New South Wales is the second Australian state to introduce laws surrounding R18+ video games, following ACT’s lead last month. The new laws are about what you’d expect, making it an offense for retailers to sell games rated R18+ to minors – just the same as films.
[img_big]center,8443,2011-11-01/syndicate_coop_final01-watermarked.jpg,Games like Syndicate could be granted an R18+ rating instead of Refused Classification[/img_big]
Greg Smith, the NSW Attorney-General is thinking of two key groups:
This is a victory for adult gamers and a victory for parents who want to protect their children from computer games with unsuitable content.
He explains the new ruling will protect minors from material “that is likely to harm or disturb them”, and hopes the new R18+ rating will prevent violent video games from sneaking into the lower MA15+ category.
The new classification guidelines are already copping plenty of abuse from gamers, who feel the R18+ rating is simply a rebrand of the existing MA15+, with games still judged more harshly than films due to their interactive content.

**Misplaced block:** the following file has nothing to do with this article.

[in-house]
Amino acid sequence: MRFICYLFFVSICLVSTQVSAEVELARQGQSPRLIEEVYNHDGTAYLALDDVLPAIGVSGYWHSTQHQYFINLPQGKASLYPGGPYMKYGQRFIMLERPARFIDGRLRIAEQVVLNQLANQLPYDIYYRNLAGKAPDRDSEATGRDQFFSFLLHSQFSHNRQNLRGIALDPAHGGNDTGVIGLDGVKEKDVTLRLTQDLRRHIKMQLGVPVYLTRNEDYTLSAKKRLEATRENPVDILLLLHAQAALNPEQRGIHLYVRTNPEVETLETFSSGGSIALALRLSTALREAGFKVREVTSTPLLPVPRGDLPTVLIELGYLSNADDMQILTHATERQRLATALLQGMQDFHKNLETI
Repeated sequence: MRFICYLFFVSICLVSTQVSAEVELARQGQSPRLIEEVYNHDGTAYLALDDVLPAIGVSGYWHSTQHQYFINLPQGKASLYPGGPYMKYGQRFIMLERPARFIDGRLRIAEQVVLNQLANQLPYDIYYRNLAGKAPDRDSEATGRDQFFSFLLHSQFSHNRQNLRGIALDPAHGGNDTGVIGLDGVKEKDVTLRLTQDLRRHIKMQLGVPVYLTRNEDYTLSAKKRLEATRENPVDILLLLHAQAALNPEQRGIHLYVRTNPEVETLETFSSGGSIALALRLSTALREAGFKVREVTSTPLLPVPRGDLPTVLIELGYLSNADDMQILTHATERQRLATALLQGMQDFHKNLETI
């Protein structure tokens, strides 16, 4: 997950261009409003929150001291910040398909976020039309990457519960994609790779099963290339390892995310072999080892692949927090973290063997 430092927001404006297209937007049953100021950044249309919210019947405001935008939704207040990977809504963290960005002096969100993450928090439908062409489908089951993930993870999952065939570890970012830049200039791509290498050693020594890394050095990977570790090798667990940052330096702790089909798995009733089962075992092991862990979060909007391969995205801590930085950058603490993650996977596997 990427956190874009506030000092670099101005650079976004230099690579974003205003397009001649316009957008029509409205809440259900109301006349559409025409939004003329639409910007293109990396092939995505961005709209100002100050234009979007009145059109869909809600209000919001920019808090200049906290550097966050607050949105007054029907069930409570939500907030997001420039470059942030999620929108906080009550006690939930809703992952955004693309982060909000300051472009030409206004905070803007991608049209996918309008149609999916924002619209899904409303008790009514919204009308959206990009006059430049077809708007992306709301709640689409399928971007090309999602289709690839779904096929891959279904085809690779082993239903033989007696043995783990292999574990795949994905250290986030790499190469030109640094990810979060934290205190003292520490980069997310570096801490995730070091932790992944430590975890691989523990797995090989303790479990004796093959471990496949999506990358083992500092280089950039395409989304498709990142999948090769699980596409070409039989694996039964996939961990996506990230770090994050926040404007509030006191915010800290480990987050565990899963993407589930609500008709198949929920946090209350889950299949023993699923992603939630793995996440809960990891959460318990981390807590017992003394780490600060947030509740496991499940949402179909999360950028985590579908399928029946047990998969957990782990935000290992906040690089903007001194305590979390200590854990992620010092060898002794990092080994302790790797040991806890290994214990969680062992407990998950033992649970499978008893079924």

The new federal guidelines – and the R18+ rating – will come into effect on January 1st, 2013, but each Australian state and territory must decide individually how it would like to implement the rules. South Australia’s plans to scrap the MA15+ rating have been scrapped themselves, with state Attorney-General John Rau announcing this week that he no longer sees an issue with the R18+ rating.